2019 NFL Offseason: Tennessee Titans

Tennessee Titans (Last Year: 9-7)

2019 NFL Season Preview:

Veteran Additions:
QB Ryan Tannehill, WR Adam Humphries, G Rodger Saffold, DE/DT Brent Urban, DE/OLB Cameron Wake.
Early Draft Picks:
DT Jeffery Simmons, WR A.J. Brown, G/OT Nate Davis, S/CB/LB Amani Hooker. Titans Rookie Forecast
Offseason Losses:
TE Luke Stocker, G Josh Kline, G Quinton Spain, DE/OLB Derrick Morgan, DE/OLB Brian Orakpo, NT Bennie Logan.

2019 Tennessee Titans Offense:
The Titans just experienced yet another year comprised of Marcus Mariota injuries. Mariota has missed action in every single season of his young career thus far, and there’s no reason to expect things to be different in 2019. It was especially disheartening to see Mariota fail to even suit up for a must-win Week 17 battle against the Colts. He sat out, prompting the atrocious Blaine Gabbert to start. Gabbert was predictably horrible, so Tennessee found a capable backup behind Mariota in Ryan Tannehill. Even still, the Titans will need Mariota to remain on the field for all 16 games for the first time, but that is unlikely to happen.

Tennessee took a precaution beyond signing Tannehill. The front office also signed Rodger Saffold in free agency. Saffold was an excellent guard for the Rams, so he’s a welcome addition to an offensive line that surrendered 11 sacks in an embarrassing loss to the Ravens in the middle of the season. Saffold will make sure that doesn’t happen again, as he’ll be a much-needed upgrade in the interior of the offensive line. Unfortunately for the Titans, they still need help in that area, as center Ben Jones is pedestrian, while there’s a huge hole at right guard. Someone named Corey Levin is the favorite to start at the position.

The situation is far better at tackle. Taylor Lewan is one of the better blind-side protectors in the NFL, while Jack Conklin tends to do a solid job on the other side. Conklin has seen his play regress a bit after a strong rookie campaign, but he’s still a quality blocker.

With a slightly upgraded offensive line, the Titans will be able to run the ball just as well, if not better in 2019. Derrick Henry was stellar at the end of the season, rushing for 585 yards in the final four games of the season. Henry credited his improved play to some careful film study during the Week 8 bye. If Henry learned from his mistakes, he should be able to pick up where he left off in 2019. Dion Lewis, meanwhile, will continue to serve as a potent receiving threat out of the backfield.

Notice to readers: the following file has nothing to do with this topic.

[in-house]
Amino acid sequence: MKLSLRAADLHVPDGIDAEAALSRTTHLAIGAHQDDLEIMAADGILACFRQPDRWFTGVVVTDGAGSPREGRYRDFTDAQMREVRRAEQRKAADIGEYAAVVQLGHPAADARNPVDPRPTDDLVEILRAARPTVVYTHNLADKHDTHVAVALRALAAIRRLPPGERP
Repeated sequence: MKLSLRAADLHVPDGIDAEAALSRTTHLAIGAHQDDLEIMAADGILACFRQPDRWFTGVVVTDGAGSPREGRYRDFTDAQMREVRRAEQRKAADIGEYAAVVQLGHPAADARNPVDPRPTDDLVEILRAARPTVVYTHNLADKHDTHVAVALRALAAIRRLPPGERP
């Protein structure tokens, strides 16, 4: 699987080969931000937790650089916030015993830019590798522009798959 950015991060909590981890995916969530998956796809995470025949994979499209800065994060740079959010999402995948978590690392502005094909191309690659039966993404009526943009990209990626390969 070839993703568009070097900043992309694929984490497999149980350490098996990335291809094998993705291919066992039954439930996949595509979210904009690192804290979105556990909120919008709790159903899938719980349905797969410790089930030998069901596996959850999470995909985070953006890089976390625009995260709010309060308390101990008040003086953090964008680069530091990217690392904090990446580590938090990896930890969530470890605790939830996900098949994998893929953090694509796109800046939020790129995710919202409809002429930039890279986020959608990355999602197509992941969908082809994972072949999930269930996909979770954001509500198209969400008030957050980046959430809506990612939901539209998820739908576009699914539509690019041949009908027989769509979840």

As for the downfield receivers, they will be better this upcoming season, thanks to a couple of additions. The Titans began by signing Adam Humphries in free agency. The former Buccaneer is a reliable slot receiver who will serve as Mariota’s safety valve, especially if tight end Delanie Walker can’t recover from an ankle injury that limited him to just one game in 2018. Tennessee then used a second-round pick on Ole Miss wide receiver A.J. Brown. Unlike his former Rebel teammate, D.K. Metcalf, Brown is a good football player and knows how to run routes. Humphries and Brown will join Corey Davis is a talented receiving corps. Davis, formerly the No. 5 overall pick from the 2017 NFL Draft, has been inconsistent in his career thus far, but told the media that his chemistry with Mariota is growing by the day.

2019 Tennessee Titans Defense:
Despite some big-name additions made to the defensive side of the ball during last year’s free agency period, the Titans finished 19th in defensive efficiency. There’s reason to expect that ranking to be a bit worse this upcoming campaign.

The biggest problem the Titans have is a severe lack of an edge rush. They lost Brian Orakpo and Derrick Morgan this offseason, meaning their top two outside pass rushers are Cameron Wake and Harold Landry. Wake was once a great player, but he turned 37 this offseason. He notched six sacks last year, which was tied for the lowest total in a single season since his rookie campaign in 2009. Landry, meanwhile, was a second-round pick last April. He collected 4.5 sacks as a rookie. There’s a chance he could take a big step, but he’s a question mark at the moment.

A downgraded pass rush will obviously adversely affect the secondary. Making matters worse, arguably the team’s top cornerback, Adoree Jackson, is coming off foot surgery and may not be 100 percent to begin the season. Jackson, if healthy, will start across from Malcolm Butler, who signed a 5-year, $61.25 million contract in free agency last spring. However, Butler struggled in his first year in Tennessee. He could be the latest of former Patriots to fail to live up to expectations once separated from Bill Belichick. Logan Ryan, another player who once took the field in New England, should be decent in the slot once again.

Tennessee’s best defensive back is safety Kevin Byard, who was somehow snubbed from the Pro Bowl last year. This is evidence that the Pro Bowl voters have no idea what they’re doing, as Byard was one of the top safeties in the NFL. He’ll start next to Kenny Vaccaro, who signed a 4-year, $26 million contract this offseason. Vaccaro is a quality player when healthy, but he has a dubious injury history. He has played a full season just once in his career.

While Byard deserved to be in the Pro Bowl, Tennessee’s best defensive player continued to be Jurrell Casey. The stellar defensive lineman was stout versus the run, all while collecting seven sacks. Casey could be part of a terrific tandem up front eventually, as the Titans used their first-round pick in the 2019 NFL Draft on Jeffery Simmons. The Mississippi State product is unlikely to play this upcoming season because of a torn ACL, but he should be a dynamite player when healthy. Simmons was considered a top-five prospect prior to some off-the-field issues surfacing and the knee injury occurring, so he was a tremendous long-term acquisition. In the present, however, Casey will start along with Da’Quon Jones and Brent Urban, both of whom hold up extremely well against ground attacks.